is the closest inshore and most accessible of the larger Croatian islands. It is an unspoilt island of beautiful beaches, pretty towns and villages and carefully tended vineyards and olive groves all enclosed with ancient stone walls. Supetar
, where the Split ferry arrives, is a lively harbour town with many shops restaurants bars and cafes. On the coastline facing the mainland the villages of Splitska
are delightful with attractive harbours and excellent swimming beaches close by. On the outer coast the town of Bol
with its famous Golden Horn beach is a popular destination much favoured by wind surfers. At the north west tip of the island the pretty harbour town of Milna
is a favourite stop over for passing yachtsmen.
The island of Hvar
is officially the sunniest place in Croatia and famed for its mild winters. The town of Hvar
is a both stunningly beautiful and has a lively atmosphere with many excellent restaurants and a great night life and is much visited by the rich and famous. The town is brimming with great Italianate medieval architecture, 700 years old city walls, dominated by what is arguably the most beautiful ancient town square in Croatia. The square is car-free. Just walking along the sea to the town square with its grand church tower and 17th century theatre is a pleasure. You can sit in one of the numerous seaside cafes, bars and restaurants enjoying a cappuccino, an ice-cream, a cool bear or a lunch of grilled fresh fish and marvellous olive oils and local wines, whilst the world lazily passes by. The group of small offshore islands known as Pakleni Otoci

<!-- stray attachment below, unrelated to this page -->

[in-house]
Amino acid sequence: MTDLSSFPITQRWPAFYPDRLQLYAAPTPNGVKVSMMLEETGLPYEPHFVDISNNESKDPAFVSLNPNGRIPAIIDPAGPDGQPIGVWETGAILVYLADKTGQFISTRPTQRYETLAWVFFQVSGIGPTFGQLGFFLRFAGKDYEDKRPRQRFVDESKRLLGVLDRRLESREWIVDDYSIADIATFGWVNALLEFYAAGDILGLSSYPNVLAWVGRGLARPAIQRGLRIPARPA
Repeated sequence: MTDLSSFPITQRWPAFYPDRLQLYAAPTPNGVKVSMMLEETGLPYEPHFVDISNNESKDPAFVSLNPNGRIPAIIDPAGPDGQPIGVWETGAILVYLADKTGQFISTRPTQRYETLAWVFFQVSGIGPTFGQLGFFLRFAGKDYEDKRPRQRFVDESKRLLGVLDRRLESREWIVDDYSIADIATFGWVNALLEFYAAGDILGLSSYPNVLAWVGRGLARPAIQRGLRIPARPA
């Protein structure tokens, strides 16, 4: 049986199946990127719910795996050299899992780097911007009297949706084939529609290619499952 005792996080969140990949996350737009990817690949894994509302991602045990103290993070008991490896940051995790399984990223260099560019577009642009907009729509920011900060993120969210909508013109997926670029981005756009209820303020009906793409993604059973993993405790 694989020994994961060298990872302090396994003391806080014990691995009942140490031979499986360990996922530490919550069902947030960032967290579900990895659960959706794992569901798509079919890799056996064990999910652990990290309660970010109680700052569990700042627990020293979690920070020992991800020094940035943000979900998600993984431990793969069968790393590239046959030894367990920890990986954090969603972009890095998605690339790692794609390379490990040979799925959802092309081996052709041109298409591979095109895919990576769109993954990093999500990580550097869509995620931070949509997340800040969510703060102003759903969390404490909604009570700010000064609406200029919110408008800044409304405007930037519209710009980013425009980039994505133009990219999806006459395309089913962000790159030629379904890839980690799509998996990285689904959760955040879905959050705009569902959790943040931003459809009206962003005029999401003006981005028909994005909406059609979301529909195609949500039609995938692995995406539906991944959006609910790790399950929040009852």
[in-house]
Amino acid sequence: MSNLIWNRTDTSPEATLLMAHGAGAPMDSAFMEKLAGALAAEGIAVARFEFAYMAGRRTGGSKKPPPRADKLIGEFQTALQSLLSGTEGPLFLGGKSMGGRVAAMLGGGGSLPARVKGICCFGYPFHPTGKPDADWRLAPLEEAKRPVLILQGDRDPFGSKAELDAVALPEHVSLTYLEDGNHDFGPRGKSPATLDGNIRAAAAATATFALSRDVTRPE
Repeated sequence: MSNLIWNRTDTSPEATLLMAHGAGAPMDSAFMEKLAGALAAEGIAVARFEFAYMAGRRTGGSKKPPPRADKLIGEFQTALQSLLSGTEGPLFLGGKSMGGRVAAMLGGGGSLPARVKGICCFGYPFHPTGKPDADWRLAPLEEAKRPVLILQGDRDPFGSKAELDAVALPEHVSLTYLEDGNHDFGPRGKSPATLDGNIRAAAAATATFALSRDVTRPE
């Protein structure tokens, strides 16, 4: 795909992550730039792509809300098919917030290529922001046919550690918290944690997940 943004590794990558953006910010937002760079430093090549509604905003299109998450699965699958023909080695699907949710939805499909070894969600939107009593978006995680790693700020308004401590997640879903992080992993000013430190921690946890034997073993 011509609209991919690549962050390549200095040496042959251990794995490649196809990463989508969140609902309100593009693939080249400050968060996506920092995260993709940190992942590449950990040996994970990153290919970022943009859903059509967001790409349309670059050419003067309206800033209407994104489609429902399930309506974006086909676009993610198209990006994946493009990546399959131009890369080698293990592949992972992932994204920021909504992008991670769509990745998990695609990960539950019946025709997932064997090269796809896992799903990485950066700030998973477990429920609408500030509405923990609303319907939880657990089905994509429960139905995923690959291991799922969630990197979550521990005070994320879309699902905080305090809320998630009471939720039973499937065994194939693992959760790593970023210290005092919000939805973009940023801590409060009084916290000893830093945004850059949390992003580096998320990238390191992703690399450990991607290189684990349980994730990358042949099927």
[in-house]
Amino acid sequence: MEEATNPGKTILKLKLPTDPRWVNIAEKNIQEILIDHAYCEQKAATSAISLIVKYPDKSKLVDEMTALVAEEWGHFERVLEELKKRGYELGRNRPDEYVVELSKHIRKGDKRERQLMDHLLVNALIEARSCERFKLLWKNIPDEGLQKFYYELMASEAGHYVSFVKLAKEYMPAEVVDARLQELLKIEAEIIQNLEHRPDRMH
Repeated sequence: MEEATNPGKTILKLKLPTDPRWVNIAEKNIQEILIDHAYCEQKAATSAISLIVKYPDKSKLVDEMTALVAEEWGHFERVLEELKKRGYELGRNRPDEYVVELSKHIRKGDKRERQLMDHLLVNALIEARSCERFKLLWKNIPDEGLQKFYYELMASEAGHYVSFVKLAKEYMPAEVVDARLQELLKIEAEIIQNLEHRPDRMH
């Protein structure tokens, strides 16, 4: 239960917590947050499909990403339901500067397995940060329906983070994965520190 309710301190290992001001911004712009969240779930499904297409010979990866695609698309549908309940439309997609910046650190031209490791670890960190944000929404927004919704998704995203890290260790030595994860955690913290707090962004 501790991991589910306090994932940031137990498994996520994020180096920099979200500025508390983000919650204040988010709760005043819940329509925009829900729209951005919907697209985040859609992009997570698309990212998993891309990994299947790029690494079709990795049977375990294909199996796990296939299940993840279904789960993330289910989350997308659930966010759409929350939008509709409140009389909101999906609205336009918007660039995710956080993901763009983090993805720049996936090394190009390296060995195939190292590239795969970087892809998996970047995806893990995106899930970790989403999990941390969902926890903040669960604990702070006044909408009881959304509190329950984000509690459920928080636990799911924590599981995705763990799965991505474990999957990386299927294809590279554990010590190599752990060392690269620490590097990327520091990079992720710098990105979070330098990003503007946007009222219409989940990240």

are easily reached by taxi boat from the town centre and have excellent beaches and well regarded restaurants. Other towns on the island of note are Jelsa
, Vrbovska and Stari Grad
both full of atmosphere and charm and set around pretty harbours much visited by yachtsmen. Hvar is famous for its great fields of wild lavender which scent the whole island and are an amazing purple colour in June and July. Lavender products, such as soap and perfume are available to buy. Equally Hvar olive groves provide excellent local olive oil. Hvar red and white wines are delicious, particularly the red called Zlatan Plavac.
is the most outlying of the Croatian islands. As a consequence it rather more difficult to reach but when you get there it is delightfully peaceful and relaxing. The town of Vis
has large and sheltered harbour and a long history. There are some first rate restaurants on the island both in Vis town and the second town of Komiza
. Offshore from Komiza
the famous blue cave on the island of Bisevo is a an essential outing for anyone staying in the area.
is the most southerly of the island reached from Split
and is famous for the wonderful town of the same name – a compact walled town on a tiny peninsula with elegant Venetian architecture and believed to be the birth place of Marco Polo. Like the other islands it offers many delightful villages in quiet bays, some excellent beaches and great local food and wine.